Seth Lugo was arguably the most underrated member of the 2018 Mets. After bursting onto the scene in 2016 by posting a 2.67 ERA in 17 games, half of them coming as a starting pitcher, it seemed like he would be an integral part of a team trying to make its way back to the playoffs. The king of spin rate, his success continued into the 2017 World Baseball Classic, in which he was a key pitcher for Puerto Rico in their run to a second place finish. But before the start of the 2017 season, his meteoric rise was cut short by a diagnosis of a partial UCL tear in his pitching elbow. He did not undergo surgery and instead rested, which meant that he didn’t see big league action until June. Much like the rest of the 2017 Mets, his results were uneven and question marks remained heading into this season about that partial UCL tear and how it may affect his game.
One trend that was noticeable was that Lugo was much more effective the first couple of times through the batting order. That, combined with a desire to perhaps limit the mileage on his arm because of the partial UCL tear, meant that Lugo was primarily used out of the bullpen this season. It proved to be an extremely effective transition for the righty. His versatility proved indispensable for the 2018 Mets between his ability to spot start, pitch multiple innings of relief, or even close games when called upon. He excelled in all of these roles.
In 101 innings of work this season, Lugo posted a 2.66 ERA with a 1.08 WHIP and a 3.17 FIP. He had a 138 ERA+ and accrued 2.2 bWAR, almost three times his 2017 total in the same number of innings. While he did make five starts—the highlight of which was a two-hit shutout performance against the Yankees in which he struck out eight over six innings—the bulk of his work this season came in relief.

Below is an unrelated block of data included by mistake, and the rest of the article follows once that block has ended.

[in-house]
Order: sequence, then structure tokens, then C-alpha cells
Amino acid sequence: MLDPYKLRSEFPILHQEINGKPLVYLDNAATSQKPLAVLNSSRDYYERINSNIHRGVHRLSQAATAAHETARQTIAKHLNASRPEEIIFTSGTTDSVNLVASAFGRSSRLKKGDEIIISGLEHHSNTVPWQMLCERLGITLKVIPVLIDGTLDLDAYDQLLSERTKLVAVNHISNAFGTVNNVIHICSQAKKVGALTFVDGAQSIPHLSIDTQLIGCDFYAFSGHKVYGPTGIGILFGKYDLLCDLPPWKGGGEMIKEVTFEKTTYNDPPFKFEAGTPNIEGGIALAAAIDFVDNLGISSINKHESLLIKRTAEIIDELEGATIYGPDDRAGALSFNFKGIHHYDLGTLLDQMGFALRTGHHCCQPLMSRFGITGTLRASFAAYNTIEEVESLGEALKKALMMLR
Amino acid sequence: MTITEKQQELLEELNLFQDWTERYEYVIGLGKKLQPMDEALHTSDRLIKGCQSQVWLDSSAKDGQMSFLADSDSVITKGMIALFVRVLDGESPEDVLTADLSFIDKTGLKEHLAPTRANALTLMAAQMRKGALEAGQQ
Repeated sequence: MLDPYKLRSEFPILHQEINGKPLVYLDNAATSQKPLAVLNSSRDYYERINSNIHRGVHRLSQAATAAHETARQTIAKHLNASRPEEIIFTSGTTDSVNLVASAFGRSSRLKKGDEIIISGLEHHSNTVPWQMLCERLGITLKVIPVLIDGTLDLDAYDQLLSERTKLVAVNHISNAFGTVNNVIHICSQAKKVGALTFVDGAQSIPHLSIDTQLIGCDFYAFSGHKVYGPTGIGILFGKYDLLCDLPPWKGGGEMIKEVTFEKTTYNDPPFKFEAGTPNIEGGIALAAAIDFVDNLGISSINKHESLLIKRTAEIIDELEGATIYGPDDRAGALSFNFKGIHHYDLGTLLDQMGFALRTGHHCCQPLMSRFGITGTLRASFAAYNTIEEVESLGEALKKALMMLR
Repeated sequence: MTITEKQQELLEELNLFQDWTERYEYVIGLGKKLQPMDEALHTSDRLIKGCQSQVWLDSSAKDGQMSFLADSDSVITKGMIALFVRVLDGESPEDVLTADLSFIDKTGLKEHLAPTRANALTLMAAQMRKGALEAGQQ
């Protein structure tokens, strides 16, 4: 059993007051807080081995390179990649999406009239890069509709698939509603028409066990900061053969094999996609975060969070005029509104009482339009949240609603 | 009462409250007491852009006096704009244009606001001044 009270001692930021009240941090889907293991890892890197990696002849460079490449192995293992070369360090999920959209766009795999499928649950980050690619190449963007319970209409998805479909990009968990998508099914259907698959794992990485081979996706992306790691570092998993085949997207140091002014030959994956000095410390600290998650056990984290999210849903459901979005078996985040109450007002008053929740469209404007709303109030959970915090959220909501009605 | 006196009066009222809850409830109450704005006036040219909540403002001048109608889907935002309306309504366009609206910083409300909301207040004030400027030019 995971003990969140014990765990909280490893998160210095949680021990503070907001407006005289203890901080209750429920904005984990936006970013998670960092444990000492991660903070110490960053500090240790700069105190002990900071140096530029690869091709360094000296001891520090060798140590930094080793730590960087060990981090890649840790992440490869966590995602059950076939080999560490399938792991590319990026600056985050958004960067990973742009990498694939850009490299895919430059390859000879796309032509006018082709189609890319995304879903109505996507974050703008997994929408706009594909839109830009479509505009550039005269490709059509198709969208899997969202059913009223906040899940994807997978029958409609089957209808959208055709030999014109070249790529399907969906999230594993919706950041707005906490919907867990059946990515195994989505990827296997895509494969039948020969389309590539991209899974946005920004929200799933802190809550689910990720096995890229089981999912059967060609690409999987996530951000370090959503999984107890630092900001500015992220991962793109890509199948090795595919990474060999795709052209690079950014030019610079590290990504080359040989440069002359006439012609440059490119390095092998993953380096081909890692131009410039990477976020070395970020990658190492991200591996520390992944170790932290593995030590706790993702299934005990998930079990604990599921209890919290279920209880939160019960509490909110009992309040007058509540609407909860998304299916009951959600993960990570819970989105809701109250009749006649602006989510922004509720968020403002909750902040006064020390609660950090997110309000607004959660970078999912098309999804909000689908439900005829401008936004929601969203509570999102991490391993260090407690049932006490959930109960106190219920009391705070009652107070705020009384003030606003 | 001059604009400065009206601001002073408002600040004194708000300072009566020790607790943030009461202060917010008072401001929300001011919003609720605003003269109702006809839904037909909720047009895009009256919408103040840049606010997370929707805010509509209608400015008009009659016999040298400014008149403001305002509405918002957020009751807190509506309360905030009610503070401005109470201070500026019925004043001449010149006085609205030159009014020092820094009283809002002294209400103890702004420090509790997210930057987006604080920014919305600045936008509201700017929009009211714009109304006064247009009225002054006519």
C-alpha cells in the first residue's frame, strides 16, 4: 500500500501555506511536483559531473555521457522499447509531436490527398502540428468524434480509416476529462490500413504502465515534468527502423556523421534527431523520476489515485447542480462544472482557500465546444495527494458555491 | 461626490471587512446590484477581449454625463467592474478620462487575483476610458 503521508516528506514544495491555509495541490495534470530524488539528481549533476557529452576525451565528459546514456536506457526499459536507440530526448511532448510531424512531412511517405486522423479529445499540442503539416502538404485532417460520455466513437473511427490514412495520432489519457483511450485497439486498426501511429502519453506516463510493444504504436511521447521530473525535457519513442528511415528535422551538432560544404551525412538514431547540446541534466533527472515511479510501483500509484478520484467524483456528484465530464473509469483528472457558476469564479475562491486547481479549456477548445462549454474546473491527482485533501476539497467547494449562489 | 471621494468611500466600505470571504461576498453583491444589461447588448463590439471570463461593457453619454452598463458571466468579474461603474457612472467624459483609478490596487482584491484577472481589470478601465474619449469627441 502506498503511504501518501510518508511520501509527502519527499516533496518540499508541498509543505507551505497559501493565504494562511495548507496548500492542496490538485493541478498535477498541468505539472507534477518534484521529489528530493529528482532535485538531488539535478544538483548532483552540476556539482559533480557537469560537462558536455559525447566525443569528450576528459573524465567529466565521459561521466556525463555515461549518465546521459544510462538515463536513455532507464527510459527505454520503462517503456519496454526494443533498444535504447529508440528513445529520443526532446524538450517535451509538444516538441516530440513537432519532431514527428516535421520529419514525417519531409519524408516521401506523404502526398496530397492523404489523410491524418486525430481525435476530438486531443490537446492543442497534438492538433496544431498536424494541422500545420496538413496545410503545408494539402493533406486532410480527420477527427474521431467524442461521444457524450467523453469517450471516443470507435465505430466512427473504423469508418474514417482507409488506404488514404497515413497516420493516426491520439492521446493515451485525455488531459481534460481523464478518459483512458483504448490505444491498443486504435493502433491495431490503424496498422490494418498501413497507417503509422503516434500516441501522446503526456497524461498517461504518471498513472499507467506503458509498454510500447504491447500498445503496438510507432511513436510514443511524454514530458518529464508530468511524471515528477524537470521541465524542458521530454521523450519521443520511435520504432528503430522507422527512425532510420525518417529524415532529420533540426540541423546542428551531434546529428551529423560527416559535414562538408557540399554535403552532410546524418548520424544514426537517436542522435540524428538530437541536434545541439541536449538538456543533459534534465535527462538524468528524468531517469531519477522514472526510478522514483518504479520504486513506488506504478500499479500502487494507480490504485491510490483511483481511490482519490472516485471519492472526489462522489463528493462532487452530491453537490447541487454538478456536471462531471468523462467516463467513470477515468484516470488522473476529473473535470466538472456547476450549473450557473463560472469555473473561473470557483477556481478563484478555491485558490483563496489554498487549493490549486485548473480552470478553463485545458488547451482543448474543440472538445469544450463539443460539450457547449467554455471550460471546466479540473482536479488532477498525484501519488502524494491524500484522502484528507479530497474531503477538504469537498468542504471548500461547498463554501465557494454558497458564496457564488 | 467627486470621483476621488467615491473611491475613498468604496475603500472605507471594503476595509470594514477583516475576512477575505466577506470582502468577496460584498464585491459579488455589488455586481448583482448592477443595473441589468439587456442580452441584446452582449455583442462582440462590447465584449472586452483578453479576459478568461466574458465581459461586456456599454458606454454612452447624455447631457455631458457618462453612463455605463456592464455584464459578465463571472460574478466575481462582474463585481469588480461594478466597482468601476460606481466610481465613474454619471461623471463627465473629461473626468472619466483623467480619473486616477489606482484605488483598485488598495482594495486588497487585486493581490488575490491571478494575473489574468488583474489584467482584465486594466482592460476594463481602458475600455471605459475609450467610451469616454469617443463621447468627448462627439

The secret sauce behind Lugo’s transformation into an effective late-inning bullpen weapon lies with his curveball. Compared to 2017, he threw it more often and it was a more effective pitch than it had been in the past. It gained speed, it gained movement, and hitters had a harder time hitting it. Notably, all of his other pitches saw an uptick in velocity as well, with Lugo being able to air it out over shorter stints on the mound.
Lugo was great all season long, but during the second half he was outright dominant. Since beginning of July he held a 2.32 ERA. The Mets were 22-6 in the 28 games in which he appeared over that span and he threw multiple innings in 15 of them. He has truly become the Mets’ version of Andrew Miller—a bullpen mainstay that can be relied upon for multiple high leverage innings when needed.
The Mets attempted to shore up the bullpen by trading for AJ Ramos and signing Anthony Swarzak to provide some options for late-inning relief. But both pitchers were hurt or ineffective, making Lugo all the more essential and his strong performance all the more stark. As the rest of the bullpen faltered around him—especially after the departure of Jeurys Familia—Lugo was the only reliable member of the Mets bullpen from start to finish in 2018 and is likely one of the only sure things about the relief corps heading into next season.